1. Limited time only! Sign up for a free 30min personal tutor trial with Chegg Tutors
    Dismiss Notice
Dismiss Notice
Join Physics Forums Today!
The friendliest, high quality science and math community on the planet! Everyone who loves science is here!

Homework Help: Linear Algebra - find rk(A)

  1. Jul 19, 2012 #1
    1. The problem statement, all variables and given/known data

    find rk(A) for the following matrix

    [3 -6]
    [5 -10]
    [-2 4]

    2. Relevant equations
    3. The attempt at a solution

    How am I supposed to find the answer when I don't know what r is? I thought r had to be a number or a scalar and you multiply the whole matrix by it.
     
  2. jcsd
  3. Jul 19, 2012 #2
    rk(A) is the rank of A, which is the dimension of the image of the matrix, or, equivalently, the number of linearly independent columns in the matrix.
     
  4. Jul 19, 2012 #3
    ok, got it, but you can easily see how that could throw one off when given the following theorem:

    Screenshot2012-07-19at23441AM.png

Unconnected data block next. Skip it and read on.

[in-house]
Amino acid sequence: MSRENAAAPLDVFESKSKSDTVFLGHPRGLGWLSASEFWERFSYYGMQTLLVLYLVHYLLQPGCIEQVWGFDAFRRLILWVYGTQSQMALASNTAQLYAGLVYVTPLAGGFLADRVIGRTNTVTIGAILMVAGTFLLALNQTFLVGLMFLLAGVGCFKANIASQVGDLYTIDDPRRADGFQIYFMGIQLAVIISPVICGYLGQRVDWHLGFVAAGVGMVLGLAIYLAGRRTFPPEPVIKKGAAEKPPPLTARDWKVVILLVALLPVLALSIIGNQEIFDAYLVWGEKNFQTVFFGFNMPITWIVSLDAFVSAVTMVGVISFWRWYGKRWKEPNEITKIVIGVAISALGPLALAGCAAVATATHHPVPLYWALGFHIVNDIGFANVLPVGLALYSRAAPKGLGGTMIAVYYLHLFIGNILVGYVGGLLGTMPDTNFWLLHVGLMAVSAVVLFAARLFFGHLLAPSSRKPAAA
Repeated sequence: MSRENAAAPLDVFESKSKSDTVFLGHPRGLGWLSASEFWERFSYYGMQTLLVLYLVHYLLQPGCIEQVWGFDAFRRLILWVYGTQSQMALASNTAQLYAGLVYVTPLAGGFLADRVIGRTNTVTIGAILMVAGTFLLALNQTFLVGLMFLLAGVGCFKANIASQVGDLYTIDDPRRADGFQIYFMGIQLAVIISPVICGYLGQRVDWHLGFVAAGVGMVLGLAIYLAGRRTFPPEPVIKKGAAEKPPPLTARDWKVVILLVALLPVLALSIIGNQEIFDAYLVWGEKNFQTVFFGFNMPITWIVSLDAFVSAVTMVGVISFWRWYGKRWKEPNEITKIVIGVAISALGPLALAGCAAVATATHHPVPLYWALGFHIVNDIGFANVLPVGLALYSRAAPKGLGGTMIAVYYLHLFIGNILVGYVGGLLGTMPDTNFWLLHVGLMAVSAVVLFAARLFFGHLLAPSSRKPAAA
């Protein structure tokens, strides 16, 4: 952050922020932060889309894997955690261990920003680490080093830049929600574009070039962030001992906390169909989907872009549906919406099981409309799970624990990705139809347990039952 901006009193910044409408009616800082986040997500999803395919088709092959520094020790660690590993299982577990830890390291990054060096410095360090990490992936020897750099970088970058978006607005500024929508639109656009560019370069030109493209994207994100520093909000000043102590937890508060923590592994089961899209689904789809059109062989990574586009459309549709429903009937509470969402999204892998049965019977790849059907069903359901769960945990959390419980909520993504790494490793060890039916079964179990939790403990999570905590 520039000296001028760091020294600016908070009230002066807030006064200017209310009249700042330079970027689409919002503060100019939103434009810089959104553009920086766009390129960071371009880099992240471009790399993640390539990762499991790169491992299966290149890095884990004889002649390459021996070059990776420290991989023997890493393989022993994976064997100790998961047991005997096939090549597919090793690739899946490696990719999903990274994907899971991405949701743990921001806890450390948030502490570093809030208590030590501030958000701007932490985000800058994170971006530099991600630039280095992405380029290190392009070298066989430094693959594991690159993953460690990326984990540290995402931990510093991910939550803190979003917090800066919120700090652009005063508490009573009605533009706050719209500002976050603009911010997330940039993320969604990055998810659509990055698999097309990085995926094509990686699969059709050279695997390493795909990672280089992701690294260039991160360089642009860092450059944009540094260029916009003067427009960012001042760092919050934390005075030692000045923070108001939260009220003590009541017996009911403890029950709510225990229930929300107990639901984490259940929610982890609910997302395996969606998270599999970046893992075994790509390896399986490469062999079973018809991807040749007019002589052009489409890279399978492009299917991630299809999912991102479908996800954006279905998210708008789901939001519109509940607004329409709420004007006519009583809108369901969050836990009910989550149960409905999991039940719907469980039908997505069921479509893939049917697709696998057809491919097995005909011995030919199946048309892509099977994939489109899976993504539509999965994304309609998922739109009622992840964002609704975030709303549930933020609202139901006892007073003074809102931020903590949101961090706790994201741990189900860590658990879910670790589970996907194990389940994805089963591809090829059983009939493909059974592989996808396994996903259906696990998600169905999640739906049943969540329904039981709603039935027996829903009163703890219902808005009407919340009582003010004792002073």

5. Jul 19, 2012 #4
    Not really. Didn't your book define rk(A)? The theorem was about dot products.
     
  6. Jul 19, 2012 #5
    A point that might help here as far as notation goes: usually, functions like sine, cosine, and rank are written in fully upright, non-italic, non-bold letters, e.g. [itex]\sin \theta[/itex] or [itex]\text{rk}(A)[/itex]. Scalar variables, on the other hand, will usually be italicized. [itex]rk[/itex] is the product of the variables [itex]r[/itex] and [itex]k[/itex].
     
  7. Jul 19, 2012 #6
    When you're coming across new notation it's easy to get them confused.
     
Share this great discussion with others via Reddit, Google+, Twitter, or Facebook